DEAR MR. MYERS: How come all the poorest places in a city are called “Skid Row”?
ANSWER: Though opinions vary, the term “Skid Row” likely developed – devolved, really – from a busy thoroughfare named Skid Road in downtown Seattle during the second half of the 19th century, historians at the U.S. National Park Service say.
Seattle’s Skid Road and its historic Pioneer Square quickly became the center of the small but fast-growing town in the 1850s. Lumberjacks in the Evergreen State would move their logs from the nearby mountains by greasing them and then “skidding” them down the dirt road to a waterfront sawmill owned by Henry Yesler, who soon became rich and the city’s new mayor.
Skid Road, since renamed Yesler Way, eventually became a sort of demarcation line that separated Seattle’s more affluent residents and upscale businesses, on one side of the road, from the poorer folks and multitude of bawdy saloons, on the other.
As the U.S. population soared and inner-city areas across the nation swelled with the poor – many of them suffering from alcohol or drug addiction, or having criminal records – they began occupying several rows of streets and roads rather than just one. So, the term “Skid Row” began to be used for an entire neighborhood that was filled primarily with unfortunate souls who had “hit the skids” of their personal lives.
DEAR MR. MYERS: My husband and I would like to contribute to the down payment on our son’s first home. We are vaguely familiar with the federal “gift tax” laws, but don’t know how they work. Can you please explain?
ANSWER: Sure. The Internal Revenue Service allows an individual to give up to $15,000 a year to any number of children, grandchildren, stepchildren or someone else. That means that you can give as much as $15,000 to your son, and your husband can give him an additional $15,000.
If your son is married and you’re flush with cash, you and your spouse could each give another $15,000 to his wife. Combined, that would equal a juicy and tax-free $60,000 to purchase their first home.
You may be subject to the federal gift tax if your generosity exceeds those limits – but generally, only if the cash you give (or have given) away pushes you above the IRS-defined “lifetime tax exemption,” which currently stands at $5.6 million.
Obviously, few people have to worry about such tax pitfalls. But since the gift that you and your husband want to make likely will involve thousands of dollars, it would be wise to consult an accountant or estate planner before signing the check or wiring the money.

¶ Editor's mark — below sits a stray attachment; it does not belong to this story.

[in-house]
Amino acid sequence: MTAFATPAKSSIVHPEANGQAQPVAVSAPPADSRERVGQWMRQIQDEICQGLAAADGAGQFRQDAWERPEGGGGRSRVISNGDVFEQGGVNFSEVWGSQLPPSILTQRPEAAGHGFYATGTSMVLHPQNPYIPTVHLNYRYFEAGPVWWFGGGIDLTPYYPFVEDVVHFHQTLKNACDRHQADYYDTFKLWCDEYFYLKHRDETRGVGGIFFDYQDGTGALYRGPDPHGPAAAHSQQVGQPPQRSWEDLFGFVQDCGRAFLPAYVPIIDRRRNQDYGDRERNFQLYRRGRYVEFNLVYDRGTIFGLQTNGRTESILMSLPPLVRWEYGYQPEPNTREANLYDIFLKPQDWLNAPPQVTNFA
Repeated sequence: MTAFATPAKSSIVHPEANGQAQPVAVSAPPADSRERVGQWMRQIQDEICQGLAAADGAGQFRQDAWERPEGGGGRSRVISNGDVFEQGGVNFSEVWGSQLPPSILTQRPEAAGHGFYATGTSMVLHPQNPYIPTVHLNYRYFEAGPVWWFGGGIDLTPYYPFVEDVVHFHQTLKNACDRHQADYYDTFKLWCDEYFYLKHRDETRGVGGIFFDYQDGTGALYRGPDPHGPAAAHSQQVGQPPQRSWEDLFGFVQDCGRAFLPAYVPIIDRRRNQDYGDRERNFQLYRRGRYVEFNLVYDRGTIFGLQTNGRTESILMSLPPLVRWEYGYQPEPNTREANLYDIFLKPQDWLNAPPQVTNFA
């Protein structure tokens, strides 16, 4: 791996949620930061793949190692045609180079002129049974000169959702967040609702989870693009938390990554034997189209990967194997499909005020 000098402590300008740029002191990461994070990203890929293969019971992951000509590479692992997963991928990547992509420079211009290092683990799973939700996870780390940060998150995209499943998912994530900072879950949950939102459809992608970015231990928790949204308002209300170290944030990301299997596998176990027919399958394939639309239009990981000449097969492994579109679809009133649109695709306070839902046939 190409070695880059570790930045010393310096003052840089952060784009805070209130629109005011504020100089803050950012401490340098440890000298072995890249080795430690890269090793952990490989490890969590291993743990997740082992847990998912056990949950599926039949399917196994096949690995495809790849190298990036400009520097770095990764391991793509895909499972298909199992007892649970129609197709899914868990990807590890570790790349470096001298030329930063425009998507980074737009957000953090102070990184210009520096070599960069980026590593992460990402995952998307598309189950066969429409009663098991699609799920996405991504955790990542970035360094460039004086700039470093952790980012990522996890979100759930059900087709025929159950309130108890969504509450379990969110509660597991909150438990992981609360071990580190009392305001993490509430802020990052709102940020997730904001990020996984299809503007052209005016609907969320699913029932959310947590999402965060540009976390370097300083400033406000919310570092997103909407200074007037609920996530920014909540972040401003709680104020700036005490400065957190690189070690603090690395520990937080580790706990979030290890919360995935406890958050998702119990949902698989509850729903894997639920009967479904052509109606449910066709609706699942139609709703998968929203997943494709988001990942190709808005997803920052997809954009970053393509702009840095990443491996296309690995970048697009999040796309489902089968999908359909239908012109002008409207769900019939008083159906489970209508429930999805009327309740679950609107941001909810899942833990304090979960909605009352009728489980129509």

And, as for your son: I hope he rewarded your proposed generosity this past Mother’s Day with a bit more than an inexpensive card, wilting roses or a small box of chocolates.
REAL ESTATE TRIVIA: About 17 percent of homebuyers today are single women, a survey by the National Association of Realtors stated, compared with just 7 percent single men. Some researchers suggest that the uptick is the result of rising pay for women, plus higher monthly alimony and child-support payments that some single mothers can claim as income when applying for a mortgage.
DEAR MR. MYERS: Our old refrigerator is just too small for our growing family. Are fridges usually part of retailers’ Memorial Day sales, or would we save money by waiting until Black Friday in November?
ANSWER: November’s Black Friday sales events usually are the best time to purchase refrigerators and other large appliances, but the discounts offered during Memorial Day weekend often are a close second.
Memorial Day arrives on Monday, May 28, but some big-box stores and other retailers already have announced plans to start their sales extravaganzas a week or more earlier. Experts at bargain-hunting website DealNews.com report that Home Depot and JCPenney are among the nationwide chains that are expected to offer discounts of up to 40 percent on fridges, washers and dryers. Many will offer free delivery, haul-away or installation – especially if the purchase price of the item tops $300 or $500.
Most retailers also will offer steep discounts on small kitchen items, from electric can openers and blenders to toaster ovens and microwaves. Vacuum cleaners will be near their lowest prices of the year, too.
May also is a good time to buy a mattress. “If you’re flexible on the specific type of mattress you want to buy, don’t settle for anything less than 50 percent off,” said Donna Doyle, an editor at DealNews.com. “Also, look out for coupons to take an extra 10 percent to 15 percent off already discounted models.”
David W. Myers’ column is distributed by Cowles Syndicate Inc.